Spree shooting. It is the disorganized cousin of mass murders. They are separated only by definition. A spree shooting is when multiple people are killed by someone in various locations over a short period of time…mass murder occurs when a shooter kills multiple people in one location, at one time. And don’t confuse them with serial killers.
Today’s spree shooting comes to us from Orange County, California…four dead including the shooter who killed himself after a series of murders, carjackings and a chase with police.
Last week it was former LAPD officer Chris Dorner who went on a week long rampage, killing four, wounding others and then killing himself in a cabin at Big Bear.
Last May, shooting erupted on the streets of Louisville. In the end three were killed, three more wounded as at least some of the shootout was in front of the crowd of onlookers, police and press. In 2009, in Geneva County, Alabama a shooter went on a spree that crossed three towns in two counties and left 10 dead besides the shooter who committed suicide when confronted by police.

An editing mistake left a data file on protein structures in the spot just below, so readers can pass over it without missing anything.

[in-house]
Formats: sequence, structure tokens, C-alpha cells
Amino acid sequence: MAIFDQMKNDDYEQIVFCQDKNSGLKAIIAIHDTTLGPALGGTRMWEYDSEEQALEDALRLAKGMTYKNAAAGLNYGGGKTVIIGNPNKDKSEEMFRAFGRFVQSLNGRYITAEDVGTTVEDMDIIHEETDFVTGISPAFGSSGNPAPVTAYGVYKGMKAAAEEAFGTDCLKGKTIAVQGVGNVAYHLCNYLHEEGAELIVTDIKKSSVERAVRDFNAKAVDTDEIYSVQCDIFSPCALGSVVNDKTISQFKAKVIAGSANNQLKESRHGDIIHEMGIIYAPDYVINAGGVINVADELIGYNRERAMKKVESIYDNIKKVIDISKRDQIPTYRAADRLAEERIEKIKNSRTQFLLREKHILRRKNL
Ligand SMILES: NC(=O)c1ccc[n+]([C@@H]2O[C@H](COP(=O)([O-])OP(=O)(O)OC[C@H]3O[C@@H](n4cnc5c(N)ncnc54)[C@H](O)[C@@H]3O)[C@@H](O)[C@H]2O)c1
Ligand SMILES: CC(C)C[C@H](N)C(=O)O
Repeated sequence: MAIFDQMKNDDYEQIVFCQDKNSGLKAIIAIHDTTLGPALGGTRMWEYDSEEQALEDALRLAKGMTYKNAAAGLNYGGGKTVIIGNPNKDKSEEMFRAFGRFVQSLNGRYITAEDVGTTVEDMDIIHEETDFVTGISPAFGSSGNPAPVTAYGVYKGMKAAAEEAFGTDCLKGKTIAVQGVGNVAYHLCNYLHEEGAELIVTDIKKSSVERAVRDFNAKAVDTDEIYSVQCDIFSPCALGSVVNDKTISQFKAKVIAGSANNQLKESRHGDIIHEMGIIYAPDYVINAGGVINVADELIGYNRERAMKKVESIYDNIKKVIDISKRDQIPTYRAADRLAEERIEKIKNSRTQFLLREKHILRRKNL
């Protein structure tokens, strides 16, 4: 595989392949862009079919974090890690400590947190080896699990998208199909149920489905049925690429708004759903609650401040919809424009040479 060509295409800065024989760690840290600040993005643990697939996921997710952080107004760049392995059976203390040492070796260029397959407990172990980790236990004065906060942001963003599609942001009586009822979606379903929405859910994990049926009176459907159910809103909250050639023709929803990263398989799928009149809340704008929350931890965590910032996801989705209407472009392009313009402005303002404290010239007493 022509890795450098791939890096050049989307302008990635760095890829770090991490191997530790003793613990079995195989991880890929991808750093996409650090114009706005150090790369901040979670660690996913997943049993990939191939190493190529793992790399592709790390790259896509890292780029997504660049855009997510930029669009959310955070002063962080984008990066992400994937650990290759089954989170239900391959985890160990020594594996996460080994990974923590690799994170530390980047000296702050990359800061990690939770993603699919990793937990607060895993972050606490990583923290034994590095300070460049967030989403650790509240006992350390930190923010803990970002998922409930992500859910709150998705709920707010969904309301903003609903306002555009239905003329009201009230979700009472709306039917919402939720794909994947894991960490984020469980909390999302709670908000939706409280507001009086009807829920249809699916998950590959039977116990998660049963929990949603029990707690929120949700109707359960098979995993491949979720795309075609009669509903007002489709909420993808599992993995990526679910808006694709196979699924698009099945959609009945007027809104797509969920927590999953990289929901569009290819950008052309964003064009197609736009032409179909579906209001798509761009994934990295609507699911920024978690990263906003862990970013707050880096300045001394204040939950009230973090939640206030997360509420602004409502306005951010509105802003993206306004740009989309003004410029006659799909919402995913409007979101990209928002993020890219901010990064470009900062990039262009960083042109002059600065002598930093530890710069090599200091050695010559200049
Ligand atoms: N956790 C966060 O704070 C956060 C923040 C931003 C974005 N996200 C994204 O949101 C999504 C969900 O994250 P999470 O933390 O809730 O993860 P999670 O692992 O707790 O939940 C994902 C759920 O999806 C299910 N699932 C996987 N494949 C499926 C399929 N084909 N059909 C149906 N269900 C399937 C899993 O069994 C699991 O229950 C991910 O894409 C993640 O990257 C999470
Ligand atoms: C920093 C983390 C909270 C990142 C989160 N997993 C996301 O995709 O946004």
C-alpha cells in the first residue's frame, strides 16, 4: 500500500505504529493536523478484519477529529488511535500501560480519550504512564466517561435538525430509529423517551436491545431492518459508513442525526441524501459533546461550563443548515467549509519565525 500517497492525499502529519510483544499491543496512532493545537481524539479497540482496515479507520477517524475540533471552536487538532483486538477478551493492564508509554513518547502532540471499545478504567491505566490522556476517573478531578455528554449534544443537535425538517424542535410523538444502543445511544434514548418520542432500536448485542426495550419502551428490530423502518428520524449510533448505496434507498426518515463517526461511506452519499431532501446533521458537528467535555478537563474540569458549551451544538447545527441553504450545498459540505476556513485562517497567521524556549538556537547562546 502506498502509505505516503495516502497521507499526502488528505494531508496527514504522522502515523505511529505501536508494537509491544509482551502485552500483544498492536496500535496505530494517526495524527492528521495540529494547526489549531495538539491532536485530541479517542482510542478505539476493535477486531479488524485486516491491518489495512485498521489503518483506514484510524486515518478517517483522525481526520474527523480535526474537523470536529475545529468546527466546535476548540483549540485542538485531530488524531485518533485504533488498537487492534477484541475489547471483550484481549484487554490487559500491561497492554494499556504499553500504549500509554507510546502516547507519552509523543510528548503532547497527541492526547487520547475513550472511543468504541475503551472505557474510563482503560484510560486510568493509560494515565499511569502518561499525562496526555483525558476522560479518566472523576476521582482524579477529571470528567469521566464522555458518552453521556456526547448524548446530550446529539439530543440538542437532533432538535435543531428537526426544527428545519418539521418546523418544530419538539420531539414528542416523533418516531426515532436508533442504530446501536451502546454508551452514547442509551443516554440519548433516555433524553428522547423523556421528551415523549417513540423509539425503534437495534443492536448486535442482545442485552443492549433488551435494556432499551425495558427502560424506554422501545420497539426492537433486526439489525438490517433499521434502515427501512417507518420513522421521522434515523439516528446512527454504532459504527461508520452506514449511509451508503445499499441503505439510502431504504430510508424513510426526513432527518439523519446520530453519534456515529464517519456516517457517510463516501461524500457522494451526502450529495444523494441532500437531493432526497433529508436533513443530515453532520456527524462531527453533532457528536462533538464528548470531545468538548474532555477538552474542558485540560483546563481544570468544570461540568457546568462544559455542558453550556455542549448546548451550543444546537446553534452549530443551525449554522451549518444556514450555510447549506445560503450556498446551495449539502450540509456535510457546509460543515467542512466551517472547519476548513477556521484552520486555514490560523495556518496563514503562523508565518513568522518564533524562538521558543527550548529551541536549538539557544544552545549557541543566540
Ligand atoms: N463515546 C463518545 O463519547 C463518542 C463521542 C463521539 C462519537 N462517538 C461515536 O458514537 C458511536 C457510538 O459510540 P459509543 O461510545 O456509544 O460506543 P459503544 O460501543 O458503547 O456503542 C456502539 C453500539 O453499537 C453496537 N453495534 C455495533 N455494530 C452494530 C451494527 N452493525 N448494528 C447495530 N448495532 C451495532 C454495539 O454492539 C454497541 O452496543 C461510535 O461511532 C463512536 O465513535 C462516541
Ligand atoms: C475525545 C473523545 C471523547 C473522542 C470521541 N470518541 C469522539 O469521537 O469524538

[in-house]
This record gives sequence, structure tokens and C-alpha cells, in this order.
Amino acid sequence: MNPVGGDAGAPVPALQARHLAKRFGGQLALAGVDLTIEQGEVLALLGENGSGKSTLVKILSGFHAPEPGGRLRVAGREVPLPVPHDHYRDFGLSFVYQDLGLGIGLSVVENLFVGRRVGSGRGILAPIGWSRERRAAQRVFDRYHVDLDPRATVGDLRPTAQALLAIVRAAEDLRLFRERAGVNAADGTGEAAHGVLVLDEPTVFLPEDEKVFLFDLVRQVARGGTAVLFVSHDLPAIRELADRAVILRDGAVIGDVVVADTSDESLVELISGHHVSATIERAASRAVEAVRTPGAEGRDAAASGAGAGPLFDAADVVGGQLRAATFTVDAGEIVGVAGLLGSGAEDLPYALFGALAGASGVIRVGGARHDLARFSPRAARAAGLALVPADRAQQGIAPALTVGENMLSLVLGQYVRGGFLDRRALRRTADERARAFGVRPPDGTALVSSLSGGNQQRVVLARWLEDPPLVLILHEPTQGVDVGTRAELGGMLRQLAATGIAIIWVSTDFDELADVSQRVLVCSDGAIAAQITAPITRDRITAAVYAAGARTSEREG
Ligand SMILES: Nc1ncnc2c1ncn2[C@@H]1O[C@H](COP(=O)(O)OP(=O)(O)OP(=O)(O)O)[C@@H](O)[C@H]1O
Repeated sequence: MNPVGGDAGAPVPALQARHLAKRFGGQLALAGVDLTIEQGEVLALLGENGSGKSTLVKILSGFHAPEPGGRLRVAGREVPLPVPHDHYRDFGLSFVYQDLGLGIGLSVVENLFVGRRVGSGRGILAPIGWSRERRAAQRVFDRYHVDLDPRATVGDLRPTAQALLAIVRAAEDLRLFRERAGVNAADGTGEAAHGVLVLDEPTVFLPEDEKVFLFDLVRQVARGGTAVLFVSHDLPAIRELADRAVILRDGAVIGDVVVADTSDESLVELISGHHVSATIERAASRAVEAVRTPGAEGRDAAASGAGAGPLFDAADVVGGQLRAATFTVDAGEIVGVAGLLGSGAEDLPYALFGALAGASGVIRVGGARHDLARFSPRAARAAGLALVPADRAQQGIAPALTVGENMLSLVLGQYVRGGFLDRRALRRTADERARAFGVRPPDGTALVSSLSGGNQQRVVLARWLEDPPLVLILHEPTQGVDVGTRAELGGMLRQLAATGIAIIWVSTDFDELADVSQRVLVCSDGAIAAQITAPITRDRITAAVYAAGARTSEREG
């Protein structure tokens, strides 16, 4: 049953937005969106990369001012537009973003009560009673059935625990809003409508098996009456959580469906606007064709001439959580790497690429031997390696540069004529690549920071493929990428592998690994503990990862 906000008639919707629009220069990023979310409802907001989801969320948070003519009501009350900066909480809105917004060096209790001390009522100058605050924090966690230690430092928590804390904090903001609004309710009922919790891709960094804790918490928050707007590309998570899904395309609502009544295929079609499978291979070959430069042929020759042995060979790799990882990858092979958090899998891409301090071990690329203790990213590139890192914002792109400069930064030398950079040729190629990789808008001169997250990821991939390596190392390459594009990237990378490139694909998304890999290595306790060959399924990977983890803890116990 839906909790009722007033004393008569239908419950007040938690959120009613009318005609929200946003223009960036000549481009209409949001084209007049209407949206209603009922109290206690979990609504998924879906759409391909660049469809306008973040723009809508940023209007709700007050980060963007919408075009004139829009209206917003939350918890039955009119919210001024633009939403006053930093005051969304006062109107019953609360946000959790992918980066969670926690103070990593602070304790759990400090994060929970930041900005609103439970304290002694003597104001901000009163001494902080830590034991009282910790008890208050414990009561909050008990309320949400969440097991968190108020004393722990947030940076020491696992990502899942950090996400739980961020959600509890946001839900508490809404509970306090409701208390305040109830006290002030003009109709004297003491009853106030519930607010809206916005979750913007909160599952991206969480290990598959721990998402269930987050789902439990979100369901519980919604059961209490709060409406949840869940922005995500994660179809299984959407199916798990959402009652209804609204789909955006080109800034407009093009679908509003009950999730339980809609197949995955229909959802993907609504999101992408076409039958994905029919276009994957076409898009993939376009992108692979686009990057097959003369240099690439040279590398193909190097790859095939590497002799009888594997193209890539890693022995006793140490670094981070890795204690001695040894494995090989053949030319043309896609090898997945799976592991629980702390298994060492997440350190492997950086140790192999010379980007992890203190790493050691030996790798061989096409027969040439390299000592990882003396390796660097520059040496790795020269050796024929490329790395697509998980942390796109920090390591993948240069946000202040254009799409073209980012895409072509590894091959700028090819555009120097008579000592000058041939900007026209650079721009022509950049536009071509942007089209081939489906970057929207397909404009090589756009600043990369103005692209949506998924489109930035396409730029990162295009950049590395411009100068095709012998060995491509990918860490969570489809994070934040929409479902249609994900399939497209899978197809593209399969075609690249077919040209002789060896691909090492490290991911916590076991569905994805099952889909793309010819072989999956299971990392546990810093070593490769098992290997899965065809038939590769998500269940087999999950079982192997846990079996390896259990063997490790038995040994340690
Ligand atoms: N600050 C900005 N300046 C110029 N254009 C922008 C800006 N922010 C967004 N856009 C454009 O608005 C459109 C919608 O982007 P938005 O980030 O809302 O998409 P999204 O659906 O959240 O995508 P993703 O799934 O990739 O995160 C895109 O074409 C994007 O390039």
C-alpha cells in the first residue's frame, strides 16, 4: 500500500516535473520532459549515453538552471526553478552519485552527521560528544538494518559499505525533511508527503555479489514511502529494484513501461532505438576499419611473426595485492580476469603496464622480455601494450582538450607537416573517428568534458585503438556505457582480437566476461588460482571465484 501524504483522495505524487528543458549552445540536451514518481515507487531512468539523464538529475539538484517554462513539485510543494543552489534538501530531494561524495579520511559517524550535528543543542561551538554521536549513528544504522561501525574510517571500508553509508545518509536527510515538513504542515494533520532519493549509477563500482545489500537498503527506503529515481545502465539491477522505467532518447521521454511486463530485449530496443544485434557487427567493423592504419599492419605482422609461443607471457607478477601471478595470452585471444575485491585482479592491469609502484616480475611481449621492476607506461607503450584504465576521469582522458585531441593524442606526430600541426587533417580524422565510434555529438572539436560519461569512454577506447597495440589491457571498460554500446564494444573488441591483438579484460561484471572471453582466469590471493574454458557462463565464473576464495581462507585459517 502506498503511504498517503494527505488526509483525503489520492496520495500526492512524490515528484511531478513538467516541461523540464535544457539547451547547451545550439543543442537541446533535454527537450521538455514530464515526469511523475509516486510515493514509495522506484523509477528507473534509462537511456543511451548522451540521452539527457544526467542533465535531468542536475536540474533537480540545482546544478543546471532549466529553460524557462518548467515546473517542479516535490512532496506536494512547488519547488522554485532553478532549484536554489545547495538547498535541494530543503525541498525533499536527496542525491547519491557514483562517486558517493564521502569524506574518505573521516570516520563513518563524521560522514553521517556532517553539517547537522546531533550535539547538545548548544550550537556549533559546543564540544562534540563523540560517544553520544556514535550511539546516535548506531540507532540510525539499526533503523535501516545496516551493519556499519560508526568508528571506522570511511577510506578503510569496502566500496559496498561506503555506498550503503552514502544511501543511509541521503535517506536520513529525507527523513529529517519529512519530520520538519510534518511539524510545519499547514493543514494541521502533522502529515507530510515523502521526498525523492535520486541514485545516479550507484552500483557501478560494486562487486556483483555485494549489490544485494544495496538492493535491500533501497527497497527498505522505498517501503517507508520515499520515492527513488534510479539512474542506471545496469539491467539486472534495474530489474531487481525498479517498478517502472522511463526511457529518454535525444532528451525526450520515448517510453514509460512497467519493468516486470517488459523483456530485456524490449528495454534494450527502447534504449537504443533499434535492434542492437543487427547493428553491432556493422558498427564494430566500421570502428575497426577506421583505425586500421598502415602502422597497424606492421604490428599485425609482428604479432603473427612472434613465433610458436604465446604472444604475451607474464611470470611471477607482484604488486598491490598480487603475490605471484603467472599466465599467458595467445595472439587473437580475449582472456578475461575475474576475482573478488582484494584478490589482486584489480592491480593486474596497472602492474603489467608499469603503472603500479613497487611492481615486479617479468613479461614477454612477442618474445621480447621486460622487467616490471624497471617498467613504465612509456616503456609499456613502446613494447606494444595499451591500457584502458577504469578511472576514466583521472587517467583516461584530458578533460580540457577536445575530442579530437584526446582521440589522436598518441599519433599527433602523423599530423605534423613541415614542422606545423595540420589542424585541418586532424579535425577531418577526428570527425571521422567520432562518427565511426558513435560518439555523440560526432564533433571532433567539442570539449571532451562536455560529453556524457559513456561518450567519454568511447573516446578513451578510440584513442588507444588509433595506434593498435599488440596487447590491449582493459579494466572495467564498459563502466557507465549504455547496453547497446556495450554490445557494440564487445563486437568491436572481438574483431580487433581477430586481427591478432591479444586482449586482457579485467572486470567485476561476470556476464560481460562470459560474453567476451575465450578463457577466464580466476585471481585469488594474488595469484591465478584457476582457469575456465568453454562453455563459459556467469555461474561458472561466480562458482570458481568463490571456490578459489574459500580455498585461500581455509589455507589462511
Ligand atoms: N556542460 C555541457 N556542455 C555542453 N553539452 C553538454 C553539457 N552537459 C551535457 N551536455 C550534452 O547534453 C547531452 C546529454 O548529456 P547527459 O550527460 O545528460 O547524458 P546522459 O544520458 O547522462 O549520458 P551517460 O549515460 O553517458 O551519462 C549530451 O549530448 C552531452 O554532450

Beyond definition, how do these sprees differ from mass murder? What is the motivating trigger? In mass murder we like to blame mental illness, in spree killings the trigger is more than likely anger; domestic violence to the extreme [like the Appomattox shootings in 2010] or a workplace shooting that spills out into the community like the Accent Signage shooting in 2012 where five were killed besides the shooter.
A second differentiation…this event will get minimal media coverage…it will be a regional or national news story only until either then next multiple death shooting or until the American Idol broadcasts during sweep week [ratings count]. But the murder count will continue unabated…12,000 Americans will die by gun violence again this year – 250,000 will be injured. It is, as someone on a gun forum said “the price of freedom.” A very high price indeed.